The APA’s recent guidelines on treating men recently released has caused quite the discussion. Gillette has gone woke and published its ad, and countless articles have been written about it. I’ll offer mine:
First, I honestly do applaud the organization for identifying a need that has been reluctant to admit it has a need. Men often are stoic, independent, and slower to ask for help. Many men do need the help, though, whether they admit it or not.
However, the traits that are identified as being part of the “traditional male” that lead them to conclude traditional masculinity is a problem are over exaggerated, and it incorrectly uses the term “traditional male” to identify the problems.
As has been written before, traditional masculinity is a good thing. It bespeaks a view of strength and comfort, and symbolizes how we wanted our sons to grow up to be at one point in time: respectful to others and women, self restrained, helpful, independent and determined. That men are slower to seek help comes out of this, but that is a good thing. It is good because we need problem solvers and people to take on things on their own, to complete tasks and build and protect. We don’t need men slowing down because they have to talk about things first. And we need men to protect others from harm without second thought or needing approval.
All of that has been addressed elsewhere, but the terms used by the APA is unfortunate precisely because it undermines their entire aim of improving the life men lead. By implying that all men that carry these traits are or could be toxic is simply offensive. Does the APA think that by making such a broad accusation men will change?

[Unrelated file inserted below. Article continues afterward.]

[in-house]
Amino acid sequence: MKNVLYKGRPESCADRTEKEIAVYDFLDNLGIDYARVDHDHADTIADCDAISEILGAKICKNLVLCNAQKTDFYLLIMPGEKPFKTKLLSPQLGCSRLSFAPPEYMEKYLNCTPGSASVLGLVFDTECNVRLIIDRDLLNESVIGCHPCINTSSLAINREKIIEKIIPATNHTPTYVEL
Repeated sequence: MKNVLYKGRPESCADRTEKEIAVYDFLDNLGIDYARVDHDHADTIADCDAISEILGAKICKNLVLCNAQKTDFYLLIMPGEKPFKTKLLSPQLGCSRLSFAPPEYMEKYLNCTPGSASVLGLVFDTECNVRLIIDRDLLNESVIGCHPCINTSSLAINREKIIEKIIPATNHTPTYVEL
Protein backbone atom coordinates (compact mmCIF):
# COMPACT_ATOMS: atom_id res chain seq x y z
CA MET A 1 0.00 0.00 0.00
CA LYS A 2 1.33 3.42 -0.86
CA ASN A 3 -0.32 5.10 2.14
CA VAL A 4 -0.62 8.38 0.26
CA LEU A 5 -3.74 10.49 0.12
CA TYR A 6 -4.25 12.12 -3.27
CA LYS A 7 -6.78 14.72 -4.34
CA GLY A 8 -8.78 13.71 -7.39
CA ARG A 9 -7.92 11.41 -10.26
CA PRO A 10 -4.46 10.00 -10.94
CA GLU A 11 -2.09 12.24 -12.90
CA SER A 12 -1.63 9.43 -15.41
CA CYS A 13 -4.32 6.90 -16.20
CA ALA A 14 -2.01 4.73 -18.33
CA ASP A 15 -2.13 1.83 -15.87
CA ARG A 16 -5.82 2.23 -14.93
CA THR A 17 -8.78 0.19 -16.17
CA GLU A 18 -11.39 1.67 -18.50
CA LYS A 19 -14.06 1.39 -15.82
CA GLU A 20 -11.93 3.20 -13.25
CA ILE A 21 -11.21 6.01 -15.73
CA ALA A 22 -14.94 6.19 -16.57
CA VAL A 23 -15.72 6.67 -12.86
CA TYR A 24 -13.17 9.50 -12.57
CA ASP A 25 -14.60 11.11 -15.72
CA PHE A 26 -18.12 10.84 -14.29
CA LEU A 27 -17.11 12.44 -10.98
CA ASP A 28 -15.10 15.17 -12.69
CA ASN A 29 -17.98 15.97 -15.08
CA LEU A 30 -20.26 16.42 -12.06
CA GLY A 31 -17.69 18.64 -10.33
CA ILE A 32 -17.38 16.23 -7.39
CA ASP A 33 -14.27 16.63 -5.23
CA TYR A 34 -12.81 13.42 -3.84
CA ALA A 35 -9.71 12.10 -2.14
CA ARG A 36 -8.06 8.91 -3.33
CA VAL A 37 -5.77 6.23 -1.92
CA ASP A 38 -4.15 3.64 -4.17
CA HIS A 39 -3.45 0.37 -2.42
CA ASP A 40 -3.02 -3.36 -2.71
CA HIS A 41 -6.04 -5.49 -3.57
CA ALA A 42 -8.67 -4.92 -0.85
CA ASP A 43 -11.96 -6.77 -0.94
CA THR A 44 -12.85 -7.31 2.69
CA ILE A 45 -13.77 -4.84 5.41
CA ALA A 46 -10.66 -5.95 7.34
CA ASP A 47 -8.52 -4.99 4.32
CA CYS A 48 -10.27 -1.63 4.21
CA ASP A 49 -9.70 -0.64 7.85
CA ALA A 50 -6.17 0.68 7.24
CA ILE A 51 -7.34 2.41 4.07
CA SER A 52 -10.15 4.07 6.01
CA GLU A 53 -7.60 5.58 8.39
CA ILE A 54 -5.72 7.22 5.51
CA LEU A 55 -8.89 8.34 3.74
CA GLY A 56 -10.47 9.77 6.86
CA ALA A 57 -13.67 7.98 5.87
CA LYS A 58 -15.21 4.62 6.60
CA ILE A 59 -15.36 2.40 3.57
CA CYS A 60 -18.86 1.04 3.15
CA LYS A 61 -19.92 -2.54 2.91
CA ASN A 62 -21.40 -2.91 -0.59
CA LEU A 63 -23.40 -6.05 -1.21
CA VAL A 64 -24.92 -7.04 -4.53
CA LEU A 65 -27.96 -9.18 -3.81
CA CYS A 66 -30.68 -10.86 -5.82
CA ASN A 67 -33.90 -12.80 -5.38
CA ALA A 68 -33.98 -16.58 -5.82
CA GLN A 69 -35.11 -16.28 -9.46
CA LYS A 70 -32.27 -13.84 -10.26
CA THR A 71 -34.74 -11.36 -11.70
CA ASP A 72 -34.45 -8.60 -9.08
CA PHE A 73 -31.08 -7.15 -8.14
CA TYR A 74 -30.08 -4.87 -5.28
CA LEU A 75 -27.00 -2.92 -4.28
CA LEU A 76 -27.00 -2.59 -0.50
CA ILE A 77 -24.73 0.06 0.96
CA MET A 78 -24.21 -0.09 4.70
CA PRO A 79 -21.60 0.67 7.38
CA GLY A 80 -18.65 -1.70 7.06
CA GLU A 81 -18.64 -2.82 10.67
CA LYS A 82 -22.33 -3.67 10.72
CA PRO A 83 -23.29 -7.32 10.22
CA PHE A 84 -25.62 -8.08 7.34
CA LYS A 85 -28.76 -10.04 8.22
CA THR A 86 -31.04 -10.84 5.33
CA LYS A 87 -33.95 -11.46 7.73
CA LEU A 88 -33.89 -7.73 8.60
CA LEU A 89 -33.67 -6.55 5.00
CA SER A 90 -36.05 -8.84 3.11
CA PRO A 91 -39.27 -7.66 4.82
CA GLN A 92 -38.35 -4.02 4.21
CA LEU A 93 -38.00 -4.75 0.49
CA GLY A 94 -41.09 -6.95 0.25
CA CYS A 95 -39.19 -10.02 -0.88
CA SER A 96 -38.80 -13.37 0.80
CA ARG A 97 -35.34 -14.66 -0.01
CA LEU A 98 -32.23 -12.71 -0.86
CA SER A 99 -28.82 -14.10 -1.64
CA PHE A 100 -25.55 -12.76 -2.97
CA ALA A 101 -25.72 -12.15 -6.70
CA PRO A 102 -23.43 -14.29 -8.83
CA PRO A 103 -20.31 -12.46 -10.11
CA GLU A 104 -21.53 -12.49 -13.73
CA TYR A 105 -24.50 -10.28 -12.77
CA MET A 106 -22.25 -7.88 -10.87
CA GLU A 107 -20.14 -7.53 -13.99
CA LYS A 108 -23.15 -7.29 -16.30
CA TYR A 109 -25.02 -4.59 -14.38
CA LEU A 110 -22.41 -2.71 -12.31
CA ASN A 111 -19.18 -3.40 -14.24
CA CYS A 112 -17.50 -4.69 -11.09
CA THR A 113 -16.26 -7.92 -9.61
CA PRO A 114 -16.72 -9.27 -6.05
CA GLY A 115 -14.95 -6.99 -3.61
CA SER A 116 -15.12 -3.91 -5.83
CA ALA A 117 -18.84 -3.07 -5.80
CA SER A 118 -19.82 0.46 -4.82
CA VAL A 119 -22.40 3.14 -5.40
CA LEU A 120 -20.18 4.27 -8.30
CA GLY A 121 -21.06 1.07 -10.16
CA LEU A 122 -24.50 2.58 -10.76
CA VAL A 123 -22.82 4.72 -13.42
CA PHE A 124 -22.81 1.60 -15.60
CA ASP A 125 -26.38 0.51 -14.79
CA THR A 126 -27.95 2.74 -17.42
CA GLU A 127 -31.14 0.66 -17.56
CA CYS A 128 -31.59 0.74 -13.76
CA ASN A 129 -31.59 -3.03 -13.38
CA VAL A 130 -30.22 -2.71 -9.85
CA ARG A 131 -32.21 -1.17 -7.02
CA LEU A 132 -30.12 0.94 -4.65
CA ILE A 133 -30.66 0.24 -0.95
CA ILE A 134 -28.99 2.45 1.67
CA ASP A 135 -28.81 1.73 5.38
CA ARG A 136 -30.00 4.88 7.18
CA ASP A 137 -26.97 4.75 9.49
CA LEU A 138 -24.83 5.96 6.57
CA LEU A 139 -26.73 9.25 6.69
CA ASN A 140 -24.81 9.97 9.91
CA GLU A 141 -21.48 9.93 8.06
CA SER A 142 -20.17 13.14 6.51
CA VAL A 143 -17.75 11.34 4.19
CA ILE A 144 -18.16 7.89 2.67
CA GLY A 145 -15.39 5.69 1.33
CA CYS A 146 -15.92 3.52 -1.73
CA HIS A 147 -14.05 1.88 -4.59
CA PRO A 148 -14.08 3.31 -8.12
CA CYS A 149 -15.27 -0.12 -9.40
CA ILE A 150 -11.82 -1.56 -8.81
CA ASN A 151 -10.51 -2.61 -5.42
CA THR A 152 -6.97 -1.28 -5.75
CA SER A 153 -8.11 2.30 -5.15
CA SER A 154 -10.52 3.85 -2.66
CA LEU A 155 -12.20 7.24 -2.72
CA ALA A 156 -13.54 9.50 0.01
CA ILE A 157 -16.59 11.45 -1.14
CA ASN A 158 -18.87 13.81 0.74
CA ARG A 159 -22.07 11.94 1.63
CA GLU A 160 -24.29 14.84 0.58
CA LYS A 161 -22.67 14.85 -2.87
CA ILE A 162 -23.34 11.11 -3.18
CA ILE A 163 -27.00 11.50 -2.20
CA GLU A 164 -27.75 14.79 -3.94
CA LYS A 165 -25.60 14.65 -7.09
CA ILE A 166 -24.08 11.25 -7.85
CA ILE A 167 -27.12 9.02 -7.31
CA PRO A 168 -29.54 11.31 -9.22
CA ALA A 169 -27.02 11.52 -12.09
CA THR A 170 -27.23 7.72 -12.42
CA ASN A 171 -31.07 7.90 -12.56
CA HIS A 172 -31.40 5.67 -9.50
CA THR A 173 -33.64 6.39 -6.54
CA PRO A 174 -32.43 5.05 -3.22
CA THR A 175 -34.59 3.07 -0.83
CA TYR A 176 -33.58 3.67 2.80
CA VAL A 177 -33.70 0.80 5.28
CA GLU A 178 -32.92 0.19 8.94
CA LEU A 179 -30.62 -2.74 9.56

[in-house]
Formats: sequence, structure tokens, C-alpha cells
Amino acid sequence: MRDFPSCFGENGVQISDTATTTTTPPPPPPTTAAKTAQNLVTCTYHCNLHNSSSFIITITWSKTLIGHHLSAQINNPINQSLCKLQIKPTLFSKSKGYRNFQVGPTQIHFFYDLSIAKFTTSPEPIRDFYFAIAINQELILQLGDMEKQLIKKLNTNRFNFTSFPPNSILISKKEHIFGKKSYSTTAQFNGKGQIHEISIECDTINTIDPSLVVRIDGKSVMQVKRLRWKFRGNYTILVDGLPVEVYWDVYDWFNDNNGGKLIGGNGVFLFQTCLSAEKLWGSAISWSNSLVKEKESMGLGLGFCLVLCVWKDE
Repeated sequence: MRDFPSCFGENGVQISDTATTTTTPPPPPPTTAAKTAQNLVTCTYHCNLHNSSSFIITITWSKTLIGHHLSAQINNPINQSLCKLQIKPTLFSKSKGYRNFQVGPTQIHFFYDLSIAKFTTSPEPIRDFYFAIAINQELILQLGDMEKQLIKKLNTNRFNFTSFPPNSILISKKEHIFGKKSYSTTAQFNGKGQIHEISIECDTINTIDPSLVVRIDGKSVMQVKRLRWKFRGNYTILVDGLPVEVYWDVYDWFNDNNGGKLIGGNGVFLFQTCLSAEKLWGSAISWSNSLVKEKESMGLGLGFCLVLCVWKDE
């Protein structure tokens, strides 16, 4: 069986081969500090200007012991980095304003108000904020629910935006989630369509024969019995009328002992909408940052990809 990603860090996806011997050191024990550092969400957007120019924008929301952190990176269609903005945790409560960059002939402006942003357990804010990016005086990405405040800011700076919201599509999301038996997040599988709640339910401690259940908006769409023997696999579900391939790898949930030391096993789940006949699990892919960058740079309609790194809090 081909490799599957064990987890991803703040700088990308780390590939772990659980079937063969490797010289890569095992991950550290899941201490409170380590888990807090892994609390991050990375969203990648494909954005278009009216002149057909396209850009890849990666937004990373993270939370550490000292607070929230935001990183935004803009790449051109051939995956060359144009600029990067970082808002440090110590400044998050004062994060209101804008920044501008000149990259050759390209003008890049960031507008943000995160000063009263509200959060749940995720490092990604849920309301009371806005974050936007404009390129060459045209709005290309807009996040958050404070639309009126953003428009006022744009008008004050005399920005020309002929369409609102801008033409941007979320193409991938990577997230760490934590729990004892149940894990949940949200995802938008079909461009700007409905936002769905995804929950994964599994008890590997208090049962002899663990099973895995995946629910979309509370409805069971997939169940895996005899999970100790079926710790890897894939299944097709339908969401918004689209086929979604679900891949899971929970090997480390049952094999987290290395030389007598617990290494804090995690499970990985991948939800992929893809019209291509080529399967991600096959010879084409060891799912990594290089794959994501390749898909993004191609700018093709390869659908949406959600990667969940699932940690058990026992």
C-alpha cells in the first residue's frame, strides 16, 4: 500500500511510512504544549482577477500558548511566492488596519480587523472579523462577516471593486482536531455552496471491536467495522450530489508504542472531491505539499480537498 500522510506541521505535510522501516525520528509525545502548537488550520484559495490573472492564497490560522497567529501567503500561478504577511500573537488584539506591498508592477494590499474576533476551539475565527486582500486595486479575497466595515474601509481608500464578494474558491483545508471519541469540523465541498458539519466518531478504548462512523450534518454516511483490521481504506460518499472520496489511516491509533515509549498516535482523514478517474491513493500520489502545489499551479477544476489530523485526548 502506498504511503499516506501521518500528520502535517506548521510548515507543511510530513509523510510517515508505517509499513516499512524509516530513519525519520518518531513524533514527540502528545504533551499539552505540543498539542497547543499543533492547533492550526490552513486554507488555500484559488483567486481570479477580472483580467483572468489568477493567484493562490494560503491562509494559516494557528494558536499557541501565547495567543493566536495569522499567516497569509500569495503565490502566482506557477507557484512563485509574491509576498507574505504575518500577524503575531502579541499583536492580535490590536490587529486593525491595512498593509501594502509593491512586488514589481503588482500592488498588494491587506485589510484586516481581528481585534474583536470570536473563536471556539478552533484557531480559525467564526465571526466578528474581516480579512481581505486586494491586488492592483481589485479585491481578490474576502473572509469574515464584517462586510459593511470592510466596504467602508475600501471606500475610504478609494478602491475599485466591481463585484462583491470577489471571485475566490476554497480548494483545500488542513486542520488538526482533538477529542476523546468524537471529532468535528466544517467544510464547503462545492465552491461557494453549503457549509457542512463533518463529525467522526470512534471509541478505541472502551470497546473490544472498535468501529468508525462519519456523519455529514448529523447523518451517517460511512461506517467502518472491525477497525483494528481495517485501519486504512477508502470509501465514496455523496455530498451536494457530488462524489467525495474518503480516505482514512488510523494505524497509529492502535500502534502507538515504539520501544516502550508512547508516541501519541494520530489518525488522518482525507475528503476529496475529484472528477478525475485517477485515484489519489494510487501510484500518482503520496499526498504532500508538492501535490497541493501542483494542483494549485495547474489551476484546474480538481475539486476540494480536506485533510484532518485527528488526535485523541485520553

I’ve read through the recommendations, and they are not all bad, like the one emphasizing involved fathers. But they do insinuate men are problematic when they take the traits. I’ve also read the follow up to clarify their, position, which was not much help.
Now, of course, these traits can be taken to extremes and become problematic. And I think that is what the APA is trying to address. But by including such broad parameters under “traditional masculinity” under the criticisms they replace the rule that these traits can be good with the harmful exceptions of the extremes.
Being serious, and independent, even sometimes aggressive, is something we need to keep. We need to avoid the extremes, but that’s where society needs to step up, too. We cannot glorify the exceptions. Men need to respect others and seek to protect and build. These are the things we need to hold up as examples. But these traits have been listed as problematic.
On another level, that we are having this discussion at a time when men think they can become girls and that biology is of no import is hugely telling about the state of our culture and view of manhood. To be a man is to be shamed, and that is a problem indeed.